A news blog for Seattle's Phinney Ridge and Greenwood neighborhoods

 

The Angry Beaver a haven for Seattle’s hockey community

March 14th, 2013 by Doree

By Dan Herda, UW Journalism Student

For the first American city to claim a Stanley Cup championship (Seattle Metropolitans 1917), Seattle has never been thought of as a hockey town. It’s been home to several teams such as the Metropolitans, the Totems, and most recently the Thunderbirds, but has never been able to secure an NHL team, despite previous attempts.

But, you would never know Seattle is hockey-less once you step through the doorway of The Angry Beaver, at 8412 Greenwood Ave. N., in Seattle’s Greenwood neighborhood. In fact, it’s here you realize there is a bountiful amount of hockey fans in Seattle.

The brainchild of Toronto transplant Tim Pipes, the Angry Beaver has had a very successful first few months since opening its doors in October.

“Opening night of the NHL, you couldn’t even get in the front door,” Pipes explained. “My jaw almost hit the floor.”

Pipes was a goalie growing up, (which, considering his name, couldn’t have been more of a perfect fit) and has a passionate love for the game that was passed down from his father. He says they haven’t had as big of an evening as that first night, but weekends tend to be a big draw for the hockey crowd in Seattle.

“The hockey community is starting to glom onto us,” Pipes says. “The word is getting out that The Angry Beaver is a hockey bar and people are making it a point of destination.”

Angry-Beaver-jerseys-bar

A hockey bar indeed. With jerseys littering the walls, and more on their way, this is a place that Seattle’s hockey fan can feel comfortable after their sport has received the cold shoulder from so many other sports bars. Although Pipes admits he favors the Toronto Maple Leafs, he made it a main concern not to turn The Angry Beaver into a team-specific bar.

“I’ve got guys coming in here supporting everybody. The reason I started this bar is, six years ago I was going out to bars once conference championships were starting and I would get a TV in the corner with no sound because there was mid-season NBA going on.”

Being a bar strictly for hockey fans seems to be what keeps people like Alex Wilson coming back. An avid New York Rangers fan, Wilson moved to Seattle from New Jersey a little over a year ago.

“Mondays and Tuesdays are my days off,” Wilson explains, “so depending on what days they are playing, you can find me here watching the Rangers.”

Wilson first heard about the bar in December and made it a point to come and see it for himself.

“It’s a good vibe, and a good mix of fans,” Wilson says. “Everyone seems to be more involved with what is happening in the game, and it provides a really friendly environment.”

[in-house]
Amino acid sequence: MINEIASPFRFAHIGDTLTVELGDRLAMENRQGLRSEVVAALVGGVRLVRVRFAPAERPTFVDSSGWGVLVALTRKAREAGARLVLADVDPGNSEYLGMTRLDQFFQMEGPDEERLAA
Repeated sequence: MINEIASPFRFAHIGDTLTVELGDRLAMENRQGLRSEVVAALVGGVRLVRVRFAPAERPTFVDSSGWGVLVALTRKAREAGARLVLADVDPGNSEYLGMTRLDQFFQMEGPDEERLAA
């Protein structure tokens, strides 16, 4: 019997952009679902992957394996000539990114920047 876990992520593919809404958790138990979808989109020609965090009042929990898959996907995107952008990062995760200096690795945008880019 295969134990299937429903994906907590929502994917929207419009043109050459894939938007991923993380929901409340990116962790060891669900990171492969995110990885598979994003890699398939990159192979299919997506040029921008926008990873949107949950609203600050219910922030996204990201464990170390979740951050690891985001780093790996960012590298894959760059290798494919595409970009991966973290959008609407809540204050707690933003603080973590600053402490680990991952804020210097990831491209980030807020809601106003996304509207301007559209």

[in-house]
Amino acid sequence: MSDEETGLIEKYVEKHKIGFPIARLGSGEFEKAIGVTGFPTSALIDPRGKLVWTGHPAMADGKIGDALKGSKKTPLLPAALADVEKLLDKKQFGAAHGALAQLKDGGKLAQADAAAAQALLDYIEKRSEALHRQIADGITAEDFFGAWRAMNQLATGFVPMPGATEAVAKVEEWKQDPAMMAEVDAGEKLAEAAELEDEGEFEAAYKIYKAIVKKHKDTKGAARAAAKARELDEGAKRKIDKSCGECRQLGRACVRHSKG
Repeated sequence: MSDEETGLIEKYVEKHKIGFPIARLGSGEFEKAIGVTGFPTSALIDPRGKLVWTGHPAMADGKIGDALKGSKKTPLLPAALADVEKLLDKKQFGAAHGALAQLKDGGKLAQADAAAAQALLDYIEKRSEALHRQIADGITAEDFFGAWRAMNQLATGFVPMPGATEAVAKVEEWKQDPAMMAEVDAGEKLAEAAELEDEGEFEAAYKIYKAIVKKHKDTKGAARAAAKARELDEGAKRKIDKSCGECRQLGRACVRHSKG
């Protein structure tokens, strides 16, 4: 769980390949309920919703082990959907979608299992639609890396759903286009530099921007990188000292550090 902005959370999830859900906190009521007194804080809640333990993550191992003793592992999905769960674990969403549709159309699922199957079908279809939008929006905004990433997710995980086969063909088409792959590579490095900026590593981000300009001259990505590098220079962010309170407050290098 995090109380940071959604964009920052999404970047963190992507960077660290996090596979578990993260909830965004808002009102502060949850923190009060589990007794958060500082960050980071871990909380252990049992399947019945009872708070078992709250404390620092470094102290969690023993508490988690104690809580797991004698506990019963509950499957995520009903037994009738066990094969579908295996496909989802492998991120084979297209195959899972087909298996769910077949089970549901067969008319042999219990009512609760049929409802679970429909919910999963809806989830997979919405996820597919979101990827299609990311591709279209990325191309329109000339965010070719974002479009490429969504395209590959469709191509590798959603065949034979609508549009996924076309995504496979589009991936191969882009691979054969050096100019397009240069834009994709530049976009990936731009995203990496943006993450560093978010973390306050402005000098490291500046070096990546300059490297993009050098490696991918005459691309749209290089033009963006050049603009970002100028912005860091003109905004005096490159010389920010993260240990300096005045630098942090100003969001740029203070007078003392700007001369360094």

Usually when you get such a diverse amount of fans rooting for different teams, trouble can break out, but at The Angry Beaver — despite its name — fans will put aside their differences for the love of the game.

Angry-Beaver-signs

“It’s not about my team is better than yours. The people who come here are here for the love of the sport,” Pipes explains. “I’ve even got (Boston) Bruins fans and (New York) Ranger fans talking to one another like, hockey man, we finally got a place to watch hockey.”

Wilson agrees, saying, “Hockey fans are more passionate about the game. Of course there is going to be jabs, but here it’s all in good fun.”

As for the promise of Seattle getting an NHL team, Pipes is not only optimistic, he’s certain.

“I am 100 percent positive we will get a team here in the next three to five years,” he explains. “We have the perfect market for it, and I think the NHL would be stupid to ignore that.”

It was because of this certainty that Pipes saw the opportunity to become Seattle’s go-to hockey bar before a team arrived.

“I knew that there was talk of Seattle getting an NHL team before this idea came into my head. I thought, ‘What if I open this bar two to three years before the NHL comes to Seattle?’”

Angry-Beaver-jerseys

What seems to confuse people the most about the bar is simply the name. Why The Angry Beaver? Pipes says there has been no shortage of jokes on its behalf, and is more than happy to explain its meaning. Apparently, the name comes from the national animal of Canada, the beaver.

“For years and years I had people coming up to me and saying, oh you’re Canadian, Canadians are such nice people,” Pipes explains, “to which I would respond, yeah we’re great people until you strap a pair of skates on our feet and put a hockey stick in our hands. Thus The Angry Beaver was born.”